Recently, I had the good fortune to be invited out for dinner. My companion for the evening decided she wanted something a little different from the usual Japanese fare. Having spent a lot of time in Southern Spain holidaying in my youth, and knowing of my friend’s love of seafood, I thought Paella might be a good idea.
Luckily Osaka has no shortage of good Spanish restaurants and we were soon able to find a good place to eat. As we enjoyed our meal, and as is often the case with writers such as myself, a random thought struck me. European food in Japan is, in a number of ways, quite different from what we would expect to find back in Europe itself.
The differences are often subtle, sometimes a little more blatant. So, if someone is new to Japan, what are some of these distinct differences from conventional western cuisine that one can expect to find here?
Here are a few of the more common ones.
Now, I don’t know for sure if this is a purely Japanese thing, but having visited Spain dozens of times in my younger days I can honestly say I’ve never seen Sangria made from white wine in any place other than Japan. The taste is quite good though. As anyone who has ever tried a “Buck’s Fizz” (Champagne and Orange Juice) will tell you, white wine’s sweet flavour and lighter palette does lend itself well to being combined with citrus fruits in particular. That being said, it still doesn’t quite feel right.
For me, Sangria should only be made from red wine, otherwise it is a distinctly different drinking experience. Have any of you readers ever seen white sangria outside of Japan? I would be interested to hear if you have.
Chilled Red Wine
Ok, now as someone who occasionally enjoys a good red with dinner from time to time, I have to say this is something about European restaurants in Japan that I take issue with. Whilst, it is expected in Europe that white wine should be chilled in order to fully realize the flavour, the same cannot be said of red wine. Perhaps I’m being a bit snobbish, but growing up with 2 parents who worked in the hospitality industry, I’ve always been taught that red wine must always be served at room temperature.
I’m not going to lie, I really thought someone was winding me up the first time I ordered a glass of red wine in Tokyo, many years ago, only to find upon arrival my glass was chilled to the point of being ice cold, with two huge icy orbs plopped into the glass alongside the wine, seemingly adding insult to injury.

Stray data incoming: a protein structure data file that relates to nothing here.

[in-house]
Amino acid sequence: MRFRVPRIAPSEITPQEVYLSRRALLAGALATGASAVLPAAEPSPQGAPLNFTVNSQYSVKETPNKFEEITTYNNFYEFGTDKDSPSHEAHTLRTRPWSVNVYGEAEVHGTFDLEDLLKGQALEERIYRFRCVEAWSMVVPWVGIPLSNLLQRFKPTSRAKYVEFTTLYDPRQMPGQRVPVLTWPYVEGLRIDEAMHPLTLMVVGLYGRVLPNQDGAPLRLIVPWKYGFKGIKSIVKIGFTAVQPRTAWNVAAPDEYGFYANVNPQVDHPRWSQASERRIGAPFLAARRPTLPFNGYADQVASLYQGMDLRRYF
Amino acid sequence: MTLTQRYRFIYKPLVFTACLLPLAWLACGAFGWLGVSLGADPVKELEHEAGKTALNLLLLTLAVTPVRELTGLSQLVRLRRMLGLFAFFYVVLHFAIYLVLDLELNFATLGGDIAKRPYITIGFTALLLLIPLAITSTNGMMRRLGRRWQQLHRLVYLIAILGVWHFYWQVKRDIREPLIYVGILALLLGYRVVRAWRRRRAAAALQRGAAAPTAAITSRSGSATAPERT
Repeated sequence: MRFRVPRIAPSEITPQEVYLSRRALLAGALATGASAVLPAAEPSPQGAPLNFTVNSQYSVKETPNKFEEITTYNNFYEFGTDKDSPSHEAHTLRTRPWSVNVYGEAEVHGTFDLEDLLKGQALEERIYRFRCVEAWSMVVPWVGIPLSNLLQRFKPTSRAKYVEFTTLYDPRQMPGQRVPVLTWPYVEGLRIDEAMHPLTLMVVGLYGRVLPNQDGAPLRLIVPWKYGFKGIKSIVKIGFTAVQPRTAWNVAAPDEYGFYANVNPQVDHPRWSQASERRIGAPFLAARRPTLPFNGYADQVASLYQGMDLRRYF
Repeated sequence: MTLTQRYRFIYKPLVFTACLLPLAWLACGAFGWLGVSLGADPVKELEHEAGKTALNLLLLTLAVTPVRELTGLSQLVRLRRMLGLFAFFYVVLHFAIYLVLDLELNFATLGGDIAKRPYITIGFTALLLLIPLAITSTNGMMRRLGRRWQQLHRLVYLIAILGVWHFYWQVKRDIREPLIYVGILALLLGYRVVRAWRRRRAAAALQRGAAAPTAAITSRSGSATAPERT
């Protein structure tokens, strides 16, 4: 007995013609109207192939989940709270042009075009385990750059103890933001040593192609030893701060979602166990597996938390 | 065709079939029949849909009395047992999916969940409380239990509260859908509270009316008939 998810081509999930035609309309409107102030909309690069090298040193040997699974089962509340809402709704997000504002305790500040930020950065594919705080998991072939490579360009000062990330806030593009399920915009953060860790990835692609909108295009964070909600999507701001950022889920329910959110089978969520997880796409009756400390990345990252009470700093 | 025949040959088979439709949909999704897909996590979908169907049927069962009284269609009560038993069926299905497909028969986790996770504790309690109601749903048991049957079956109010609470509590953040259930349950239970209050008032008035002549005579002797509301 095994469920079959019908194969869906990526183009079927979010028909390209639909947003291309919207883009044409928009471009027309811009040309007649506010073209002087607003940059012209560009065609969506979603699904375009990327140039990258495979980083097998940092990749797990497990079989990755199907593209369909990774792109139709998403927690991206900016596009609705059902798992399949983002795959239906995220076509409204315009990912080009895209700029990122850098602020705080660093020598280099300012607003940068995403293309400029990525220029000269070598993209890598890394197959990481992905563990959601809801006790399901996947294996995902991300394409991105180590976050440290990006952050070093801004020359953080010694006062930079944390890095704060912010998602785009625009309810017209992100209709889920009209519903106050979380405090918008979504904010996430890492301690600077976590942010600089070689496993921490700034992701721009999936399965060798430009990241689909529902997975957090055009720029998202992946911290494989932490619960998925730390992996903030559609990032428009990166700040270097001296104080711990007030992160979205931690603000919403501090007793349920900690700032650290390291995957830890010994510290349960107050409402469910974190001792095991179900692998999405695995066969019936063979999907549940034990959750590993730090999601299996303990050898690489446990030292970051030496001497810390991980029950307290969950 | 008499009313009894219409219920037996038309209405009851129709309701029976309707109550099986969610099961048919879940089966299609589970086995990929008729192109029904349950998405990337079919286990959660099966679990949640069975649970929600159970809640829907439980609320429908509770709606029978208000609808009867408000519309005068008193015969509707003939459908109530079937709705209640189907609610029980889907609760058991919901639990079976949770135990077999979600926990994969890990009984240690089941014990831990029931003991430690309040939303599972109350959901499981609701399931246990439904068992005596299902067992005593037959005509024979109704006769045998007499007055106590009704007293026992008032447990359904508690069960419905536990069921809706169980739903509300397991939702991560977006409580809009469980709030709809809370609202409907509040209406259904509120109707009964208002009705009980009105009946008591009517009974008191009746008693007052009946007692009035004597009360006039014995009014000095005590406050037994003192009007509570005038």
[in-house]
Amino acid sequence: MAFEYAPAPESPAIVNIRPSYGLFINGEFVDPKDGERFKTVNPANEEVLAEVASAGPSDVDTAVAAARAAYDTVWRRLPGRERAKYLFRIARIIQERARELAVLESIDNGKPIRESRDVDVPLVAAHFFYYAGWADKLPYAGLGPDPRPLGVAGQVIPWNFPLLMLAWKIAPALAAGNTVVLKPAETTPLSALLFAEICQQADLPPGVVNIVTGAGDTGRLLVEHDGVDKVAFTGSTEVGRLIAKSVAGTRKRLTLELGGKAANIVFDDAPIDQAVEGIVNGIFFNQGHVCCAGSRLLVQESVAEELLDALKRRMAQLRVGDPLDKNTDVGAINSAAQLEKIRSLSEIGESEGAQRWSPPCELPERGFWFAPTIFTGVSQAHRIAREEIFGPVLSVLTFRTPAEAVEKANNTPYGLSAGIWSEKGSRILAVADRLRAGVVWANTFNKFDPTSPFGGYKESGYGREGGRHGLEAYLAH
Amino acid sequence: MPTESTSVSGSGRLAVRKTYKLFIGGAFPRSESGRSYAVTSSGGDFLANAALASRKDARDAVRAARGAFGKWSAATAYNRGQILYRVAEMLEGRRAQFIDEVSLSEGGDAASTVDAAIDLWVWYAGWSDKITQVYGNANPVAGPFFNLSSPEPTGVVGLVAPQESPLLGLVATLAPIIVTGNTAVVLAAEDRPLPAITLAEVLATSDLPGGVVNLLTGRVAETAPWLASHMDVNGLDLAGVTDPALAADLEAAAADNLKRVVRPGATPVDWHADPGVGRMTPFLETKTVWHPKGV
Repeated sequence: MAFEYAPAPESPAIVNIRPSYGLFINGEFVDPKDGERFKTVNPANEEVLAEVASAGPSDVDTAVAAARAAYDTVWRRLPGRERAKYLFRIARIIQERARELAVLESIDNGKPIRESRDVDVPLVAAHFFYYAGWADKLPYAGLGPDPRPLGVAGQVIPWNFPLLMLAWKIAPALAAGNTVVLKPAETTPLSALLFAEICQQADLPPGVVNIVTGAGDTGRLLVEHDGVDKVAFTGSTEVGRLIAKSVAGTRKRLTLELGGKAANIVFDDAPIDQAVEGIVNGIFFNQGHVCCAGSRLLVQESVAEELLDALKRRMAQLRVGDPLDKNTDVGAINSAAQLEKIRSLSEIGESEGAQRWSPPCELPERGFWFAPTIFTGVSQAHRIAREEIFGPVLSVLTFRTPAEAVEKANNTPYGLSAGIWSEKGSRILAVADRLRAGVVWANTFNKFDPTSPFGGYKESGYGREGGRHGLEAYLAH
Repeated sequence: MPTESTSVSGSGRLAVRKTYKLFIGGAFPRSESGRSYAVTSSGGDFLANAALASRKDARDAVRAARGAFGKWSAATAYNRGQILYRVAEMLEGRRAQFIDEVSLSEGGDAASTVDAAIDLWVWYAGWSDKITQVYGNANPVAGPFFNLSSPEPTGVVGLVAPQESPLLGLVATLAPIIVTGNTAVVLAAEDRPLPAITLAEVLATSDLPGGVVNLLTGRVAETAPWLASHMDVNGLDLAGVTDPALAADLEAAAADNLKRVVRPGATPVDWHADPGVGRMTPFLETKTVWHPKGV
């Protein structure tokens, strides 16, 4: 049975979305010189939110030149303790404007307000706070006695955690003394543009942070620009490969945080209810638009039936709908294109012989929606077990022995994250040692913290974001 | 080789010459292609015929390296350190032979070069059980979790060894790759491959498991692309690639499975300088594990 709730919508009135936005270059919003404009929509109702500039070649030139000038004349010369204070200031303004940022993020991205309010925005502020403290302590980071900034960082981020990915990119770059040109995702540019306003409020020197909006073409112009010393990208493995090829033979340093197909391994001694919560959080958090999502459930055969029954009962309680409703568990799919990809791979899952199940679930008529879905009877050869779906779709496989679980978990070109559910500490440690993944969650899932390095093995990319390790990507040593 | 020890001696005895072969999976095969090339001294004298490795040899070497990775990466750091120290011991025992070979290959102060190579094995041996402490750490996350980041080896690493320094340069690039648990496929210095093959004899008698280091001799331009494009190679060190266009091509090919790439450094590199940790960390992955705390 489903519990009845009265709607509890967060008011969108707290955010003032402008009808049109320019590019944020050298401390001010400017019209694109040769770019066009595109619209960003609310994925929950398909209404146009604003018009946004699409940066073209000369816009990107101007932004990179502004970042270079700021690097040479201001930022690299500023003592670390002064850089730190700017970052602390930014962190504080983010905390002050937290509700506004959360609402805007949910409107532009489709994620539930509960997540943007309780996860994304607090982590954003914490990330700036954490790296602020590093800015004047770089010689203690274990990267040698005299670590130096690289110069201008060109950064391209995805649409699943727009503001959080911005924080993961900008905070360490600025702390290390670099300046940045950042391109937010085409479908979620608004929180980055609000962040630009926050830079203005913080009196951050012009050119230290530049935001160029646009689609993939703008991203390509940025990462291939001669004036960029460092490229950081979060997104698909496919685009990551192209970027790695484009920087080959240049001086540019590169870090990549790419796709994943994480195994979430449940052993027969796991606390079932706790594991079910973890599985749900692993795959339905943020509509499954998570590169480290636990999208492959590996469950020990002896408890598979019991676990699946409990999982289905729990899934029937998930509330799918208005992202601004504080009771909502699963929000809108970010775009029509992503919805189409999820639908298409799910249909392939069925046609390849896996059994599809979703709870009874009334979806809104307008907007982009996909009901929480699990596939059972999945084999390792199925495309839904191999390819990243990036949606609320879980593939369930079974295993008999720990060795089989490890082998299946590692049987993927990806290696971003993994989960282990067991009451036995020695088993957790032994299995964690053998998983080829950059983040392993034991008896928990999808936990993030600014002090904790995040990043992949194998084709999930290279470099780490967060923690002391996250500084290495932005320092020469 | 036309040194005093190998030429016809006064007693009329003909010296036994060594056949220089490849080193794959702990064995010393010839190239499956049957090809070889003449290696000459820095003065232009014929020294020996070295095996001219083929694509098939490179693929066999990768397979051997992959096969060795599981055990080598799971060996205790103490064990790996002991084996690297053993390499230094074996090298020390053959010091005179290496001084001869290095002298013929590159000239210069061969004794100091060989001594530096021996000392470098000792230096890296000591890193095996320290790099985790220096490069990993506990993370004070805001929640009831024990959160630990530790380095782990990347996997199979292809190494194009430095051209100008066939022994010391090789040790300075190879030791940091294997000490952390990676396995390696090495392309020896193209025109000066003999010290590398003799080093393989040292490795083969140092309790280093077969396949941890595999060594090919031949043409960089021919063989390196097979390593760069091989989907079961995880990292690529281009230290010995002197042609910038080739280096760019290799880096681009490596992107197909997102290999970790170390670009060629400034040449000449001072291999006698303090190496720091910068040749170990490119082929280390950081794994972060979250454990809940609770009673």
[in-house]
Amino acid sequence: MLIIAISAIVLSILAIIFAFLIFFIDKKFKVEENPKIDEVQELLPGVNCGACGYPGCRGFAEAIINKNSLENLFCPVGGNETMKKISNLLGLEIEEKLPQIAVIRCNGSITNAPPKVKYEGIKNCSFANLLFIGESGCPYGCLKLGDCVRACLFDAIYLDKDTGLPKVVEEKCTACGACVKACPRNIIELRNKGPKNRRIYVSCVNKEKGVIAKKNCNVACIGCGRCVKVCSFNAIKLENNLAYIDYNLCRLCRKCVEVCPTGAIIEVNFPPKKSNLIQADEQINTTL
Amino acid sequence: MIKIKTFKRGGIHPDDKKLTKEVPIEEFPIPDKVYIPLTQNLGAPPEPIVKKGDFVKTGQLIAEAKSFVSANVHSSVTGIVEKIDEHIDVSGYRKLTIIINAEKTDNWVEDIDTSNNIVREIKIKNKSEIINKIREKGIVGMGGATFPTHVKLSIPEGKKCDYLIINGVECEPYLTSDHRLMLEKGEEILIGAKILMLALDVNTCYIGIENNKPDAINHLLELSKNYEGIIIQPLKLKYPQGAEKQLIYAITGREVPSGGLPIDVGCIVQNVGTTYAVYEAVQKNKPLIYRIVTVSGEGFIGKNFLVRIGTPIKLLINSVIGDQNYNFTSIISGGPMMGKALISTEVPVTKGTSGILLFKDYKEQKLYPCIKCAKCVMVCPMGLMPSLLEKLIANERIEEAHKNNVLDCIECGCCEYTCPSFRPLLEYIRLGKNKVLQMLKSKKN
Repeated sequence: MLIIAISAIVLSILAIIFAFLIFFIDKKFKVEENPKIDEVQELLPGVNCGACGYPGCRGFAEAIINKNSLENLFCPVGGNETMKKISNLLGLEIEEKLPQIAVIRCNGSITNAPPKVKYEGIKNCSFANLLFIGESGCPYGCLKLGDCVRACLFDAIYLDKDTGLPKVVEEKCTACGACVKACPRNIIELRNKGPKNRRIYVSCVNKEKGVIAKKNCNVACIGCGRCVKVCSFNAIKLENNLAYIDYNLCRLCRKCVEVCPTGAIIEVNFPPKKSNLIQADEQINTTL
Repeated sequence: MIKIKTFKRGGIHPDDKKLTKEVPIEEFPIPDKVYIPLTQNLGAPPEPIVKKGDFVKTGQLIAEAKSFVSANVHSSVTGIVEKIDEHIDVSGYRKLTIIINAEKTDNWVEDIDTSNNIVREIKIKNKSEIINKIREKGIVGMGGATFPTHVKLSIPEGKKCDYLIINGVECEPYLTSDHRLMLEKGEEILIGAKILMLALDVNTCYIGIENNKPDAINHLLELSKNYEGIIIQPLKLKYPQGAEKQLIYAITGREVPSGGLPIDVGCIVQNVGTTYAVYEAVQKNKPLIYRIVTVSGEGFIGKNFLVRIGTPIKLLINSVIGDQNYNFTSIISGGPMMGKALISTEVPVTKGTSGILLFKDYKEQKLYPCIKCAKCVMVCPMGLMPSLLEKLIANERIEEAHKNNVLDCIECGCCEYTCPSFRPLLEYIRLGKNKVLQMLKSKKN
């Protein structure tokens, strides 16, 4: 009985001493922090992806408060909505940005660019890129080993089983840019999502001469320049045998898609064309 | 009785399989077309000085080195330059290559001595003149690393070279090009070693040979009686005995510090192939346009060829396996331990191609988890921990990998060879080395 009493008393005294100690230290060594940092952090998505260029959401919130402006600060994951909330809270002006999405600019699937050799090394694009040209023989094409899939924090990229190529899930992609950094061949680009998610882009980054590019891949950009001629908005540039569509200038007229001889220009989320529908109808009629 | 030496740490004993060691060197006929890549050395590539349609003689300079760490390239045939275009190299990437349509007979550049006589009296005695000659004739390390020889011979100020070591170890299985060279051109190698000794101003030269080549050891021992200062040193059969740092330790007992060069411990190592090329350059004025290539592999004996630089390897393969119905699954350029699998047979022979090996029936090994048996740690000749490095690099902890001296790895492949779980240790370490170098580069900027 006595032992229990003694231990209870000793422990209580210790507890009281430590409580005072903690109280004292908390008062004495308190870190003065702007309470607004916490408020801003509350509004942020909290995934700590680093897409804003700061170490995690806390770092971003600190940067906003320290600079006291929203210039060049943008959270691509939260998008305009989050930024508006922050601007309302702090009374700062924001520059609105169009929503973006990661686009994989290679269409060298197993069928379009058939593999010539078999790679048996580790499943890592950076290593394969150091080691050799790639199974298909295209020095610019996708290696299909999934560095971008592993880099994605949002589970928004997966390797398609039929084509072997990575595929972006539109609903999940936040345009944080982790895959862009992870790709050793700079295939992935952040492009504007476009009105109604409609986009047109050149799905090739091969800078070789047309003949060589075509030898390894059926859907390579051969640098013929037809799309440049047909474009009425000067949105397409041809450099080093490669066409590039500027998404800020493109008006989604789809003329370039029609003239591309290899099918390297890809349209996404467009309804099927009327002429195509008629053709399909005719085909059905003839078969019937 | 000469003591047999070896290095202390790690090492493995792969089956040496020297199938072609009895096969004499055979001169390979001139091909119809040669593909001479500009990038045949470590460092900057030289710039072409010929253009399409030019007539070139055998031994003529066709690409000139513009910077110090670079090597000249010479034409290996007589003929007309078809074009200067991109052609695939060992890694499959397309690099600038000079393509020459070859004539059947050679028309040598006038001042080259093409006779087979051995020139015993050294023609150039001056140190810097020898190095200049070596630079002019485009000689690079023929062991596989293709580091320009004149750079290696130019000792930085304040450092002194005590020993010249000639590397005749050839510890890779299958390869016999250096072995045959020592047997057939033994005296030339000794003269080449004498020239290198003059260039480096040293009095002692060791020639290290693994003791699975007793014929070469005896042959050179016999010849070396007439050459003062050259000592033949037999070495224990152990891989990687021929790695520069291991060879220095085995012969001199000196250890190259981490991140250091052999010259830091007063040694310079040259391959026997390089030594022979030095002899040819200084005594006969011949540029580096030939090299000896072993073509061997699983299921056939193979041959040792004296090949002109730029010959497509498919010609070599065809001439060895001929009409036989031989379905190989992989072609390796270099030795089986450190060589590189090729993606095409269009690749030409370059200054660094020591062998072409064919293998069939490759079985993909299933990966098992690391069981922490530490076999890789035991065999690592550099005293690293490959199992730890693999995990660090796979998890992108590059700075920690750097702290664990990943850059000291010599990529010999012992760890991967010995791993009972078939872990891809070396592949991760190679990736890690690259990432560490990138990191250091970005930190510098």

As that irritating foreign “talent” (and I use that term in its loosest possible sense) I see on Japanese TV from time to time, who’s name escapes me, is so fond of saying: “Why, Japanese people?!”
I love the food and the drink here in Japan, but seriously, please stop putting the red wine in the fridge!
Would you like some Pizza with your Mayonnaise?
I think any foreigner who lives in Japan does, from time to time, get a craving for a more familiar food, a taste of home as it were. For many of us, this comes in the form of a Pizza. Indeed to those of us who hail from the UK or the US, brands like Pizza Hut and Dominos have a very reassuring familiarity to them.
However, once you actually look at the menu, things get a bit weird to say the least. Unless you stay with the harmless old favourites like margherita or ham and pineapple, you’re in for something of a shock.
What often turns up on my plate seems less like a pizza and more like the bizarre bi-product of a drunken liaison between an okonomiyaki pancake and a garlic flatbread.
Strong in garlic, lots of sauce and almost always drenched in corn and mayonnaise. It’s a fairly delicious dish in its own right, but whatever it is, it sure isn’t what one would expect. To paraphrase the late, great Leonard Nimoy: “It’s pizza Jim, but not as we know it!”
I have to admit, upon arriving at one of my junior high schools to begin teaching English many years ago, I was shocked to find “cider” on sale at a vending machine outside the school gates. Back in Scotland not only is cider alcoholic, it is also perceived as a harder drink for those who find lager or ale a bit too pedestrian!
Of course I later realized that in Japan cider is actually a sugary, carbonated, mixed fruit flavour soft drink. In fact, truth be told, it’s not a million miles away both in taste and overall presentation from “Scotland’s other national drink”, the world famous Irn-Bru.
Food culture, be it of domestic or foreign origin is one of those little quirks that makes Japan such an interesting place to live. Every meal is an adventure, every taste is an experience. Long may it continue.